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J Mass Spectrom. 2000 Jan;35(1):85-94.

A novel high-performance fourier transform ion cyclotron resonance cell for improved biopolymer characterization.

Author information

1
Macromolecular Structures and Dynamics Group, Environmental and Molecular Sciences Laboratory, Pacific Northwest National Laboratory, Richland, Washington 99352, USA.

Abstract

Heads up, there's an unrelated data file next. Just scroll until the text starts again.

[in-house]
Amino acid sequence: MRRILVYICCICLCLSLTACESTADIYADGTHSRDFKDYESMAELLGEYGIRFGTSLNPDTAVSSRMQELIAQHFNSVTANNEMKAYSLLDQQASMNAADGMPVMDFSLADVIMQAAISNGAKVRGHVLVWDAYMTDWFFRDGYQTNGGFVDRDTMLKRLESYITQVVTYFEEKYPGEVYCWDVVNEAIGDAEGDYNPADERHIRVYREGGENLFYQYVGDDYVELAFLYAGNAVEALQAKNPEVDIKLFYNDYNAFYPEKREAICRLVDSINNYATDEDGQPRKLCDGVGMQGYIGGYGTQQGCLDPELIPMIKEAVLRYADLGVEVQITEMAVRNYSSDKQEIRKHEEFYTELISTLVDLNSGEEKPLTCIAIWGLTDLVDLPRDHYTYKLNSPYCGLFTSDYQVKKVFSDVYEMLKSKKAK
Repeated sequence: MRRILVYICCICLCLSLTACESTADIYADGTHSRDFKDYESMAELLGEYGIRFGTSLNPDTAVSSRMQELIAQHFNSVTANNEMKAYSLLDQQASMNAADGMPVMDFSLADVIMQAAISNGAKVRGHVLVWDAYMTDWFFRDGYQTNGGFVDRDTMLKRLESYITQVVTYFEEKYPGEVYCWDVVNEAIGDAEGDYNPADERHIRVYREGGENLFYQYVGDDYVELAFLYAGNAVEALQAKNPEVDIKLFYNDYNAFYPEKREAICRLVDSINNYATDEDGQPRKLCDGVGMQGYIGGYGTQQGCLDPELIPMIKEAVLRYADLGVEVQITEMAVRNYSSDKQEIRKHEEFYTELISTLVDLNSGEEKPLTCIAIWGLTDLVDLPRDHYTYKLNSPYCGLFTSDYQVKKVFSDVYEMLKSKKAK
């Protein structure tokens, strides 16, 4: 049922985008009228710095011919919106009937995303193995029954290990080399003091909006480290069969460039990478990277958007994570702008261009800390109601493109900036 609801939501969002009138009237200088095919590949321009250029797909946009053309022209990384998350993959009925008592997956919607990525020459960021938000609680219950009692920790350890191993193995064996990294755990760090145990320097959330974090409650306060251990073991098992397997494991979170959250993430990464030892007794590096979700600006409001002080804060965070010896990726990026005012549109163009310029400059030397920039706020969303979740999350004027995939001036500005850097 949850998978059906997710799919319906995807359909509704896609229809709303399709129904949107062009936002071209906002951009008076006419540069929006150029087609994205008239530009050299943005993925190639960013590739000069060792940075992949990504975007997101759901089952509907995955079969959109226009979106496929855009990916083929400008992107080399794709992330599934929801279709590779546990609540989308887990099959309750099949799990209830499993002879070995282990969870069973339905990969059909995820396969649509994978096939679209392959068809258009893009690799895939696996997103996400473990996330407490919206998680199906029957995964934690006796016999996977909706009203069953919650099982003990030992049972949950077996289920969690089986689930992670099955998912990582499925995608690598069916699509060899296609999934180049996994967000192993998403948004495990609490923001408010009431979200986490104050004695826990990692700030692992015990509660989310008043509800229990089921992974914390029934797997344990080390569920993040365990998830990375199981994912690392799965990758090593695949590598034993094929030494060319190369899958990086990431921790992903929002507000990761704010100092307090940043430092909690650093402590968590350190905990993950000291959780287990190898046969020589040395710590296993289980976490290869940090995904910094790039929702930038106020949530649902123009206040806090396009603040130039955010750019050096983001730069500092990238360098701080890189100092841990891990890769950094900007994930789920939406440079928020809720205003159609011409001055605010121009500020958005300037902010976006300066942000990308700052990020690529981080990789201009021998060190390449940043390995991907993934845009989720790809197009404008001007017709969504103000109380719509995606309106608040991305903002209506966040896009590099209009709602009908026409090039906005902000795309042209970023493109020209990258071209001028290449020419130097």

A new trapped ion cell design for use with Fourier transform ion cyclotron resonance mass spectrometry is described. The design employs 15 cylindrical ring electrodes to generate trapping potential wells and 32 separately assignable rod electrodes for excitation and detection. The rod electrodes are positioned internal to the ring electrodes and provide excitation fields that are thereby linearized along the magnetic field over the entire trapped ion volume. The new design also affords flexibility in the shaping of the trapping field using the 15 ring electrodes. Many different trapping well shapes can be generated by applying different voltages to the individual ring electrodes, ranging from quadratic to linearly ramped along the magnetic field axis, to a shape that is nearly flat over the entire trap volume, but rises very steeply near the ends of the trap. This feature should be useful for trapping larger ion populations and extension of the useful range of ion manipulation and dissociation experiments since the number of stages of ion manipulation or dissociation is limited in practice by the initial trapped ion population size. Predicted trapping well shapes for two different ring electrode configurations are presented, and these and several other possible configurations are discussed, as are the predicted excitation fields based on the use of rod electrodes internal to the trapping ring electrodes. Initial results are presented from an implementation of the design using a 3.5 T superconducting magnet. It was found that ions can be successfully trapped and detected with this cell design and that selected ion accumulation can be performed with the utilization of four rods for quadrupolar excitation. The initial results presented here illustrate the feasibility of this cell design and demonstrate differences in observed performance based upon different trapping well shapes.

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